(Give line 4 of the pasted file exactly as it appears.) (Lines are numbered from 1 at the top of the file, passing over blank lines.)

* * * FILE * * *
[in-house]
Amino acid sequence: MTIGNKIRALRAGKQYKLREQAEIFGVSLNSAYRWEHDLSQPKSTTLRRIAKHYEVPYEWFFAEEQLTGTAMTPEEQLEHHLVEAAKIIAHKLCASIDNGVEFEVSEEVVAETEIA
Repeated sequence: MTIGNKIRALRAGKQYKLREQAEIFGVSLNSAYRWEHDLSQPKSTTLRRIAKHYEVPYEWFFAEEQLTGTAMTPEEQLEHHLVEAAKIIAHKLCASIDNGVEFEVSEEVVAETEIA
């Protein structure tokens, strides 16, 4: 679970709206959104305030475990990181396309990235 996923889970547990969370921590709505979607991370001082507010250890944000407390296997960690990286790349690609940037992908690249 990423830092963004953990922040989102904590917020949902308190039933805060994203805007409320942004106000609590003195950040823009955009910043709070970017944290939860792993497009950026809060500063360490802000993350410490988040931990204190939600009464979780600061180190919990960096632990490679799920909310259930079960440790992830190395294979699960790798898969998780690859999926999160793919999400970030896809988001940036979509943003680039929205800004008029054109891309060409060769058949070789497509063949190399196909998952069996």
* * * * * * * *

């Protein structure tokens, strides 16, 4: 679970709206959104305030475990990181396309990235 996923889970547990969370921590709505979607991370001082507010250890944000407390296997960690990286790349690609940037992908690249 990423830092963004953990922040989102904590917020949902308190039933805060994203805007409320942004106000609590003195950040823009955009910043709070970017944290939860792993497009950026809060500063360490802000993350410490988040931990204190939600009464979780600061180190919990960096632990490679799920909310259930079960440790992830190395294979699960790798898969998780690859999926999160793919999400970030896809988001940036979509943003680039929205800004008029054109891309060409060769058949070789497509063949190399196909998952069996």